B. High diversity on all levels - why are molluscs so successful?
The Mollusc Symposium
Alex Nützel & Michael Amler
The symposium on fossil molluscs will be a contribution to the UN Year of Biodiversity. It is well-known that molluscs form a large part of the invertebrate fossil record. Especially bivalves, gastropods, and cephalopods are among the most diverse groups. We are looking for contributions which describe the continuous mollusc radiation and address the question why molluscs have become so important. This includes extinction resistance, rapid recovery after mass extinctions, and adaptive radiations caused by a great variety in trophic modes and various environmental adaptations. In addition it should also embrace all aspects of molluscan paleobiology including phylogeny, systematics, and stratigraphy. Although the focus of the symposium is on fossil molluscs, zoological contributions are also most welcome. The conference language for the symposium is English.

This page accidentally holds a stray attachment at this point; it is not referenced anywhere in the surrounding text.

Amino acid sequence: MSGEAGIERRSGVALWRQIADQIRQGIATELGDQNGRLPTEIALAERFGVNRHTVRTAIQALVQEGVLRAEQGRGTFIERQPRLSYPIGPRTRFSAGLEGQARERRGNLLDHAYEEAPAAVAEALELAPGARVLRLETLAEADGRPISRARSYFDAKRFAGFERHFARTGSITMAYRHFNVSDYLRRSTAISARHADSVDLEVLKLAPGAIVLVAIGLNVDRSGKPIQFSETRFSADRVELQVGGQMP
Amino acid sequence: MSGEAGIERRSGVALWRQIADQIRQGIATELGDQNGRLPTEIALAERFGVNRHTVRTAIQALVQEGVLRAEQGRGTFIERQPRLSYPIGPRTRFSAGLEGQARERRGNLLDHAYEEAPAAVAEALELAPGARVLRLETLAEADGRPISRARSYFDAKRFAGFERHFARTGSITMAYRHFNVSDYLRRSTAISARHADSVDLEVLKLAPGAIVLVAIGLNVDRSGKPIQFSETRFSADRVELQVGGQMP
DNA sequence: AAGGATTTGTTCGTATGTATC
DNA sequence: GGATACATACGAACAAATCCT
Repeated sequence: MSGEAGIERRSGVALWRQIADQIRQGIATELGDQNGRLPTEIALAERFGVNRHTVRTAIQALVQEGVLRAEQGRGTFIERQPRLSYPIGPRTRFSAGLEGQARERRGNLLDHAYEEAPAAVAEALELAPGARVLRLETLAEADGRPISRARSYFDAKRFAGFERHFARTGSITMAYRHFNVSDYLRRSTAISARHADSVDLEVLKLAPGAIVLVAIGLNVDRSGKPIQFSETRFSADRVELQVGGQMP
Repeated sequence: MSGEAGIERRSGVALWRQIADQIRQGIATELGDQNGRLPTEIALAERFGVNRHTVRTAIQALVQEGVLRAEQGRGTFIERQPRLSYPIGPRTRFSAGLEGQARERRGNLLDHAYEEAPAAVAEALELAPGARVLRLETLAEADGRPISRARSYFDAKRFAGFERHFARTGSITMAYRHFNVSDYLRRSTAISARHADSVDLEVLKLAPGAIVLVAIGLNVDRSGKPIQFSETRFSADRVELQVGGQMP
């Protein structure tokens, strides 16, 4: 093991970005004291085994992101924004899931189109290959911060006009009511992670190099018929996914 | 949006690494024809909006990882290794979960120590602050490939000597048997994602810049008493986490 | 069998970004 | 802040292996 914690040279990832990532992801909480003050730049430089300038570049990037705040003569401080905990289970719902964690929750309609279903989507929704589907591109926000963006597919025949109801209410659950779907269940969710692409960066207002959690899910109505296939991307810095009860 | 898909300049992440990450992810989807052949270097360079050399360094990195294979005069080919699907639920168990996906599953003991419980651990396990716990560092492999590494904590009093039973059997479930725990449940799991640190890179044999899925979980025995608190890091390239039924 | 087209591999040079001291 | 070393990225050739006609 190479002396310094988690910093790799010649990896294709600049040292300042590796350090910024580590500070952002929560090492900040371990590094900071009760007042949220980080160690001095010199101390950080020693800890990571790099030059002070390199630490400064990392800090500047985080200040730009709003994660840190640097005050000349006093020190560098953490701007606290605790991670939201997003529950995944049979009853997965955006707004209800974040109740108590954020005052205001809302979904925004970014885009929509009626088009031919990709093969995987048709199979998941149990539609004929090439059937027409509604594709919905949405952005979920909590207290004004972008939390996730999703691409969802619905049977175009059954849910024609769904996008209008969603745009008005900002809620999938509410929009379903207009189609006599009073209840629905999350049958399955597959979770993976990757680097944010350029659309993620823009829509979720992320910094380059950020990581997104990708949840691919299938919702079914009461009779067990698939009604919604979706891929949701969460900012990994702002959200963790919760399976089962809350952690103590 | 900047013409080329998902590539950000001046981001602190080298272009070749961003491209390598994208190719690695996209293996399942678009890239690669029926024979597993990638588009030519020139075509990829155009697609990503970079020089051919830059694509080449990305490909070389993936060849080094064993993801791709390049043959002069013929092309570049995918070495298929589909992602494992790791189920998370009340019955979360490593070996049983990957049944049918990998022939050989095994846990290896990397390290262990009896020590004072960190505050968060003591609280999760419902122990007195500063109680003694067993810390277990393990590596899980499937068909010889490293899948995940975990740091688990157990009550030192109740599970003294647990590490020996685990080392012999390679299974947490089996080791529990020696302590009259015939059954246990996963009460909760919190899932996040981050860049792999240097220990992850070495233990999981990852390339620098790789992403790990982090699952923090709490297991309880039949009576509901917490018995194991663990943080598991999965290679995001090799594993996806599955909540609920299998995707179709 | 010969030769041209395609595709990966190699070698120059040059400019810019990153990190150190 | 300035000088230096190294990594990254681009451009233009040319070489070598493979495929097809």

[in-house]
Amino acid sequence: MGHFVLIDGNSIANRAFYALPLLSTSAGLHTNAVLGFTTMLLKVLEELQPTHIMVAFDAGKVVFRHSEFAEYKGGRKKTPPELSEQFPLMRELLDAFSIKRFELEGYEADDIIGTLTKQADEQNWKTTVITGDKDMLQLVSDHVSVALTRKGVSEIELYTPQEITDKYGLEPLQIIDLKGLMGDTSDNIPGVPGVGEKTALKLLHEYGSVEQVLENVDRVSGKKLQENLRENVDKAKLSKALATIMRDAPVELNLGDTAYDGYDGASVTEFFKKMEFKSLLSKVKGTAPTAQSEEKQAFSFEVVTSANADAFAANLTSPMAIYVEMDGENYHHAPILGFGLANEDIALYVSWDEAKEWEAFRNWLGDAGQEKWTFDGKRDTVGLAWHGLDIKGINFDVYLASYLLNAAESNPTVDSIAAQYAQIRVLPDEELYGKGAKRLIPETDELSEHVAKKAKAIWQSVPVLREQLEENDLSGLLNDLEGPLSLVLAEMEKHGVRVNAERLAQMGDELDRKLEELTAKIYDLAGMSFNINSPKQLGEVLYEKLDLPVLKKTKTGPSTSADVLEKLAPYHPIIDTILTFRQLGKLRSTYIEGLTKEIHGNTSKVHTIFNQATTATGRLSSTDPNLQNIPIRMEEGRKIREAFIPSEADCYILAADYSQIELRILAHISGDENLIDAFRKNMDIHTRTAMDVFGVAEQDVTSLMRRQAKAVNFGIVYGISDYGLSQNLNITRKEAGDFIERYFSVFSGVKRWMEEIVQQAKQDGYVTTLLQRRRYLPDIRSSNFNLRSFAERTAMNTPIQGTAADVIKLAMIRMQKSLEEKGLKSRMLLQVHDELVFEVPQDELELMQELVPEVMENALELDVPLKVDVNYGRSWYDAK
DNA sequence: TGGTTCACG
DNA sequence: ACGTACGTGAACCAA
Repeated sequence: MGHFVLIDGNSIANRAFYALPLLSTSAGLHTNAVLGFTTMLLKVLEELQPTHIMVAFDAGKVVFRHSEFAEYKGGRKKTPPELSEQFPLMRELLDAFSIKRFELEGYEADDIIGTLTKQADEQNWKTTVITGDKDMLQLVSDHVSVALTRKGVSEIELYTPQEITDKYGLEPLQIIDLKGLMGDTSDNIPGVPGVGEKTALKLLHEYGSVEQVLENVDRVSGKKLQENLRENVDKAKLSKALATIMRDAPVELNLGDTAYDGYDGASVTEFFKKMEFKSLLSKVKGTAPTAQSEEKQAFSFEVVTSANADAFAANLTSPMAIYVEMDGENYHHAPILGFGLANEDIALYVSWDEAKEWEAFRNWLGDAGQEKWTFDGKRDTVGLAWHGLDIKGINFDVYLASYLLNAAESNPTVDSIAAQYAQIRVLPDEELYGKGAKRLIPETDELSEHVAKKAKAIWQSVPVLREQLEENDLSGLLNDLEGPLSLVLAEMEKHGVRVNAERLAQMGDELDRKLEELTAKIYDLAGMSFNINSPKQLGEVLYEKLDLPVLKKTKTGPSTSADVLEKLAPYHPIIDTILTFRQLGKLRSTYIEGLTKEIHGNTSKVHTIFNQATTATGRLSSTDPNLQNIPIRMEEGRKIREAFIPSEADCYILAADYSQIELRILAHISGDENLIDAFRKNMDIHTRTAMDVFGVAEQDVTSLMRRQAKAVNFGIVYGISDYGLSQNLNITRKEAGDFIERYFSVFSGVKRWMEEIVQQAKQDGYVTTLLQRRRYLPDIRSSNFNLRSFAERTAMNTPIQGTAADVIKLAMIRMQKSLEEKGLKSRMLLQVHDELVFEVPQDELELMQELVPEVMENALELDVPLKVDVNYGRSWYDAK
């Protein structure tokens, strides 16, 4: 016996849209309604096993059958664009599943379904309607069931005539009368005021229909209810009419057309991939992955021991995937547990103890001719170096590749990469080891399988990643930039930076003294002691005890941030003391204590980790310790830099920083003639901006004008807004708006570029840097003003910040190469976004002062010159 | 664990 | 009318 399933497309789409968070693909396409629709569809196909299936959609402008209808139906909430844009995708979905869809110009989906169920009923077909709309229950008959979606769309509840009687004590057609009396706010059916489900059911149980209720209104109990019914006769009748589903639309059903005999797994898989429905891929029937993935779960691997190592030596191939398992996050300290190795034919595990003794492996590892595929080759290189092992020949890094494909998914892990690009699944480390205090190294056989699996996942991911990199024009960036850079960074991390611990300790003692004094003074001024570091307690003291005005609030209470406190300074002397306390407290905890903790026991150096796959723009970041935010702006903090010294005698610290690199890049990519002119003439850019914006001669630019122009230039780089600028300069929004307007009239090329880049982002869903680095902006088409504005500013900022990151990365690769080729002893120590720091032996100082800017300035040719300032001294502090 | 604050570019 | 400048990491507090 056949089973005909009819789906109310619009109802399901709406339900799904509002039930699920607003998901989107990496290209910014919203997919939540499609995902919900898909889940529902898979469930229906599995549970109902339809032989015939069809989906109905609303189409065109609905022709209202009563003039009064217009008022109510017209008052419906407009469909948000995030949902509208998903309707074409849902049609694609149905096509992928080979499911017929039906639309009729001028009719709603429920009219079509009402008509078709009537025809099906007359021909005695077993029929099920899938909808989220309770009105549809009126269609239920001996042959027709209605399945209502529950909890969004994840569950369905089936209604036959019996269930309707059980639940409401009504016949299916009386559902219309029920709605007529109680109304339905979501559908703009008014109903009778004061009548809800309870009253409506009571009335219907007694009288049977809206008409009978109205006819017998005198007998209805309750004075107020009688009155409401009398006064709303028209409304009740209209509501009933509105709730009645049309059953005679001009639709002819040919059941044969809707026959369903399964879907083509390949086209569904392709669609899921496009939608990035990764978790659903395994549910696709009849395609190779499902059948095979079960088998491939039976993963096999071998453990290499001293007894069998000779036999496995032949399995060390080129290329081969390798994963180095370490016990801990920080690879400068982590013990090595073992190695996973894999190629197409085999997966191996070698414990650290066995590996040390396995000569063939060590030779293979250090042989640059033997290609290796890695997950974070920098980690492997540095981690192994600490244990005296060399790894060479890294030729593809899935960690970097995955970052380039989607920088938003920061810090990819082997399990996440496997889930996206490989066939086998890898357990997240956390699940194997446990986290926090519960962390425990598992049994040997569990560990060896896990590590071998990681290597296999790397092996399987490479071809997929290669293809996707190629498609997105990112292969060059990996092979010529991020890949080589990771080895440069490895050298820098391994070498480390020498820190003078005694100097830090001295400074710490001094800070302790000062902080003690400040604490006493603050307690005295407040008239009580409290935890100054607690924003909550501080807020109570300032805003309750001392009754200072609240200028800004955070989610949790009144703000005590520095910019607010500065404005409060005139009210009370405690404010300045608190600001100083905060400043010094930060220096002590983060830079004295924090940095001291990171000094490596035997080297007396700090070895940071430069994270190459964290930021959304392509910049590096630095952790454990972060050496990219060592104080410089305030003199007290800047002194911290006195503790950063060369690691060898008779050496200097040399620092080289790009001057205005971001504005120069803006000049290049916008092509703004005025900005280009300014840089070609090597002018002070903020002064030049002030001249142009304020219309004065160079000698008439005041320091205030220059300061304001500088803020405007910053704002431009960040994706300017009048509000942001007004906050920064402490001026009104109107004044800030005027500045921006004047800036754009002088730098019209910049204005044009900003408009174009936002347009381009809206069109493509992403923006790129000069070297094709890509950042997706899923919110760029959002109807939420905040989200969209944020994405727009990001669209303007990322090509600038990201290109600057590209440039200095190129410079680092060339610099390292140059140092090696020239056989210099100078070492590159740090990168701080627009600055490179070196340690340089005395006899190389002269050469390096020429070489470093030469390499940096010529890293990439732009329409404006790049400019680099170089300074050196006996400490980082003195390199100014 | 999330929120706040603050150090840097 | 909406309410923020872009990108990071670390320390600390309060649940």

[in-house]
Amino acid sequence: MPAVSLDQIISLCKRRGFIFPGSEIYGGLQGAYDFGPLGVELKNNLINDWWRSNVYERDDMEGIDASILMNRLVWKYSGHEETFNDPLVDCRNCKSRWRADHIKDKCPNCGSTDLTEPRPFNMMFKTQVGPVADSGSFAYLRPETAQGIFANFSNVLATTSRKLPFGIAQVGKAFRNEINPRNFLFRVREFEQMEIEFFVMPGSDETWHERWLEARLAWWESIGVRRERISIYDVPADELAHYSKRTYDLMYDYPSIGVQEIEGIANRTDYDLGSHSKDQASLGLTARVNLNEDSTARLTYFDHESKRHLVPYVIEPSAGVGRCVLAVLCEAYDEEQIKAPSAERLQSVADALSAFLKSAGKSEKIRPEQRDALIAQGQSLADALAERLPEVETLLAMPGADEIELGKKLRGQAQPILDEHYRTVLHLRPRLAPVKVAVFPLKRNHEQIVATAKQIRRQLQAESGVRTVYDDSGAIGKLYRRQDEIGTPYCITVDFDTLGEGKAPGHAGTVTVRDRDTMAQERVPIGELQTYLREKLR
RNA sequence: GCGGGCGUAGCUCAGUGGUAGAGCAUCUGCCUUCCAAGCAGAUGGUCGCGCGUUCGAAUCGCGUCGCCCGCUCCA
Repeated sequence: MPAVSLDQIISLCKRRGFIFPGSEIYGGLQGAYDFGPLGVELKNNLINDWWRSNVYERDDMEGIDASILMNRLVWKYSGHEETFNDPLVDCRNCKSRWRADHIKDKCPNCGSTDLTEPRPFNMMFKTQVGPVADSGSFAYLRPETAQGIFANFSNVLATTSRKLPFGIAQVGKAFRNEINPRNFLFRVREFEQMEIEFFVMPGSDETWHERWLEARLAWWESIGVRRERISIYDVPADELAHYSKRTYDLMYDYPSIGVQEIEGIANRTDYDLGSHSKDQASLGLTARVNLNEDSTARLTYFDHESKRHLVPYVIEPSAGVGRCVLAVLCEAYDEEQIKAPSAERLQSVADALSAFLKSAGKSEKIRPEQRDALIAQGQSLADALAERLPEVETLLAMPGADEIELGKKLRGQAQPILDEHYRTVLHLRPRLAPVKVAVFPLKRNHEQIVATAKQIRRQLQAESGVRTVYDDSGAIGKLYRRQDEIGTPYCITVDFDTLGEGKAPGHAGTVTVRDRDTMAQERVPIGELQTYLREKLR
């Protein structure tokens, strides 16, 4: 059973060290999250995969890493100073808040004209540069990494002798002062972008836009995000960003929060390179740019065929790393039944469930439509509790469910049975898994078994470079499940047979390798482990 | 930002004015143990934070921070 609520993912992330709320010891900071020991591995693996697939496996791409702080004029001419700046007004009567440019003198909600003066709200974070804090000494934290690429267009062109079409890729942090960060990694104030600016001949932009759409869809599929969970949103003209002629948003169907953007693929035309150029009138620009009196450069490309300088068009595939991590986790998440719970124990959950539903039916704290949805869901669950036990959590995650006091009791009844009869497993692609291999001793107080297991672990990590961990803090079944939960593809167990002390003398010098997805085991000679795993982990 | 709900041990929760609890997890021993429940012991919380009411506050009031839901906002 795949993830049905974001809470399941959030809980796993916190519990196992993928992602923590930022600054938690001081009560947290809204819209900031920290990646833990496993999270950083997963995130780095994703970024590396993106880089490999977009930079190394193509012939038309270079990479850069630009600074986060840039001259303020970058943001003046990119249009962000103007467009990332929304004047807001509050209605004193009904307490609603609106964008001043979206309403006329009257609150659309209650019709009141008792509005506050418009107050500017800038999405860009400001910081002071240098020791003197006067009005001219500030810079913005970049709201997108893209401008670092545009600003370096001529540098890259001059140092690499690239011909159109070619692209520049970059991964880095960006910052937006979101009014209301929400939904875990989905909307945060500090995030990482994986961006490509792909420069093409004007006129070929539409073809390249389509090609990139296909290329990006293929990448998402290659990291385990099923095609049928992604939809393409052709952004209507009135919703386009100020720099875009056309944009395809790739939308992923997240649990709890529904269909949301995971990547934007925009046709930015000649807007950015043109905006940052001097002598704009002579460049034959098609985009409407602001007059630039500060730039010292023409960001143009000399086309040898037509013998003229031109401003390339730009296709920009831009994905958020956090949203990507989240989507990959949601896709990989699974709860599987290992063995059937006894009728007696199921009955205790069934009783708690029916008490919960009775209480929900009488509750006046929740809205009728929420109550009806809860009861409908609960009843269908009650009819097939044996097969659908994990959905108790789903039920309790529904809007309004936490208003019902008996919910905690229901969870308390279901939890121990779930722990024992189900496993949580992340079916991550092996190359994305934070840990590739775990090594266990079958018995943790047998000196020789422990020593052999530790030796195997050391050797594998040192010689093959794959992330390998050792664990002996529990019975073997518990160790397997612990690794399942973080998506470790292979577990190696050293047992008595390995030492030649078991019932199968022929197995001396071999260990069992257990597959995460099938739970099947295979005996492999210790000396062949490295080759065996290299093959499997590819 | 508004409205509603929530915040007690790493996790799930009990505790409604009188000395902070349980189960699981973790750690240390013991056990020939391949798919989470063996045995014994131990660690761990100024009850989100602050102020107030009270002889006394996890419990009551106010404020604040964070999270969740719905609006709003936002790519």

Michal Kowalewski: Macroevolution and macroecology of mollusc-dominated benthic associations
Gerhard Haszprunar: News and thoughts on Monoplacophora: their role in molluscan phylogeny
Michal Kowalewski (Virginia Tech) and Gerhard Haszprunar (Zoologische Staatssammlung Munich) will present keynotes. Michal Kowalewski is one of the most distinguished paleobiologists with a strongfocus on paleoecology and paleodiversity; Gerhard Haszprunar presented key contributions to our understanding of molluscan phylogeny.
Download PDF "The Mollusc Symosium"